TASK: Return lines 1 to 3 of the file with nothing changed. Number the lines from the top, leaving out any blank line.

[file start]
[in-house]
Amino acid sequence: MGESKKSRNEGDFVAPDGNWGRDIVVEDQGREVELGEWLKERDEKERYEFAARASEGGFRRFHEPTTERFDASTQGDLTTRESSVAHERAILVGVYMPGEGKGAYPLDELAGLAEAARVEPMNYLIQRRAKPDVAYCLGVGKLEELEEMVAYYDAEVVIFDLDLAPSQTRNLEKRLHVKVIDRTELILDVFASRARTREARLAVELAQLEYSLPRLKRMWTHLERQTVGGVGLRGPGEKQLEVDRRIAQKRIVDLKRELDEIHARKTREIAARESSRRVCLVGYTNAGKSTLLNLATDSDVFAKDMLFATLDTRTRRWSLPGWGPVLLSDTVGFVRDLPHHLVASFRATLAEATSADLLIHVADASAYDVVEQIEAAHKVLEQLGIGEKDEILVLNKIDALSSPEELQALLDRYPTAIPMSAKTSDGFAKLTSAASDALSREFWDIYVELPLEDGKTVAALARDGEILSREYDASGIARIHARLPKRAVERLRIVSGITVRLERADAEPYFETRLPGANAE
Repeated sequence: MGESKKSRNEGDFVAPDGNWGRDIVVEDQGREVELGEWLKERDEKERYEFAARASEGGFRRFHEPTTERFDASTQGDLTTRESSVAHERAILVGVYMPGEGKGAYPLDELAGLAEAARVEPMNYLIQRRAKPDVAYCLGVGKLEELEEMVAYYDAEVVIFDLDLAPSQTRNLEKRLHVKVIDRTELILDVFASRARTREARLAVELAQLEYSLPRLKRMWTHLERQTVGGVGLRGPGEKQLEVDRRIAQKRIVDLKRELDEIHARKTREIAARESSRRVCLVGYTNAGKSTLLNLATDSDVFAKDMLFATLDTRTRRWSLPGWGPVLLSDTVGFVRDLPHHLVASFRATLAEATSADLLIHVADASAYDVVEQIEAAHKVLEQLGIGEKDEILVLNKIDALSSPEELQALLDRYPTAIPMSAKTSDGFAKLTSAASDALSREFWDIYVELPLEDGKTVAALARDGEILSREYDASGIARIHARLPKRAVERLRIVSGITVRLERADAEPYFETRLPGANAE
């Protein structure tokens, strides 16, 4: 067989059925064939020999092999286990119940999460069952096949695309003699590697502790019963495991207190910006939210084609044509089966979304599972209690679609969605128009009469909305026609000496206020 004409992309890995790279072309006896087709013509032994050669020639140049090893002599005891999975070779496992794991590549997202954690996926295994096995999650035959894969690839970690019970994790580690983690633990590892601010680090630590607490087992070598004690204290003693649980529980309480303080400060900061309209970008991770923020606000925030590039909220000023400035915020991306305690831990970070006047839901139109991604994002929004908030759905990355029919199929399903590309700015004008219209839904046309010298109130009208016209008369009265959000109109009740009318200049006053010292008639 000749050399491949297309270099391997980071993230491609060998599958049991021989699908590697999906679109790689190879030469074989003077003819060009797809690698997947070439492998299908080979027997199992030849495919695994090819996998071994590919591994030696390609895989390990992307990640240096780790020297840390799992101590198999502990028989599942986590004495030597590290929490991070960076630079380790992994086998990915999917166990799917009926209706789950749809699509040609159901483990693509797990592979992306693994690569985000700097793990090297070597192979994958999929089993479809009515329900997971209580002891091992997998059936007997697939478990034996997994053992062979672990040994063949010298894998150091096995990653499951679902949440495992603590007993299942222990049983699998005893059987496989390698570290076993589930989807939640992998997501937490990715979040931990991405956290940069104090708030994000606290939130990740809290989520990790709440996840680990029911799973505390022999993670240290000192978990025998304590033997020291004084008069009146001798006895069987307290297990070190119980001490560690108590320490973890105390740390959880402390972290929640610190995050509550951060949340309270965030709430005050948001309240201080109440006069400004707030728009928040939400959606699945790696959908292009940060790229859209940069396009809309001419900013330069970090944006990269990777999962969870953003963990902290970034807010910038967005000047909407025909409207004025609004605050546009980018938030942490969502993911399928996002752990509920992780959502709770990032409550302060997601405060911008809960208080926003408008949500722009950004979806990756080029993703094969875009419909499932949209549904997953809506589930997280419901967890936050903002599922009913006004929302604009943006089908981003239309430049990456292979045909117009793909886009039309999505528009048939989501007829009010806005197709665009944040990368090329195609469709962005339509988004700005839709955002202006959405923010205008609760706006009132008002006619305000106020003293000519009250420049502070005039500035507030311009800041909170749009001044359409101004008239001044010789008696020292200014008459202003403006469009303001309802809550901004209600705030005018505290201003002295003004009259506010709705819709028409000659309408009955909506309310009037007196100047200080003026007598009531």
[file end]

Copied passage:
[in-house]
Amino acid sequence: MGESKKSRNEGDFVAPDGNWGRDIVVEDQGREVELGEWLKERDEKERYEFAARASEGGFRRFHEPTTERFDASTQGDLTTRESSVAHERAILVGVYMPGEGKGAYPLDELAGLAEAARVEPMNYLIQRRAKPDVAYCLGVGKLEELEEMVAYYDAEVVIFDLDLAPSQTRNLEKRLHVKVIDRTELILDVFASRARTREARLAVELAQLEYSLPRLKRMWTHLERQTVGGVGLRGPGEKQLEVDRRIAQKRIVDLKRELDEIHARKTREIAARESSRRVCLVGYTNAGKSTLLNLATDSDVFAKDMLFATLDTRTRRWSLPGWGPVLLSDTVGFVRDLPHHLVASFRATLAEATSADLLIHVADASAYDVVEQIEAAHKVLEQLGIGEKDEILVLNKIDALSSPEELQALLDRYPTAIPMSAKTSDGFAKLTSAASDALSREFWDIYVELPLEDGKTVAALARDGEILSREYDASGIARIHARLPKRAVERLRIVSGITVRLERADAEPYFETRLPGANAE
Repeated sequence: MGESKKSRNEGDFVAPDGNWGRDIVVEDQGREVELGEWLKERDEKERYEFAARASEGGFRRFHEPTTERFDASTQGDLTTRESSVAHERAILVGVYMPGEGKGAYPLDELAGLAEAARVEPMNYLIQRRAKPDVAYCLGVGKLEELEEMVAYYDAEVVIFDLDLAPSQTRNLEKRLHVKVIDRTELILDVFASRARTREARLAVELAQLEYSLPRLKRMWTHLERQTVGGVGLRGPGEKQLEVDRRIAQKRIVDLKRELDEIHARKTREIAARESSRRVCLVGYTNAGKSTLLNLATDSDVFAKDMLFATLDTRTRRWSLPGWGPVLLSDTVGFVRDLPHHLVASFRATLAEATSADLLIHVADASAYDVVEQIEAAHKVLEQLGIGEKDEILVLNKIDALSSPEELQALLDRYPTAIPMSAKTSDGFAKLTSAASDALSREFWDIYVELPLEDGKTVAALARDGEILSREYDASGIARIHARLPKRAVERLRIVSGITVRLERADAEPYFETRLPGANAE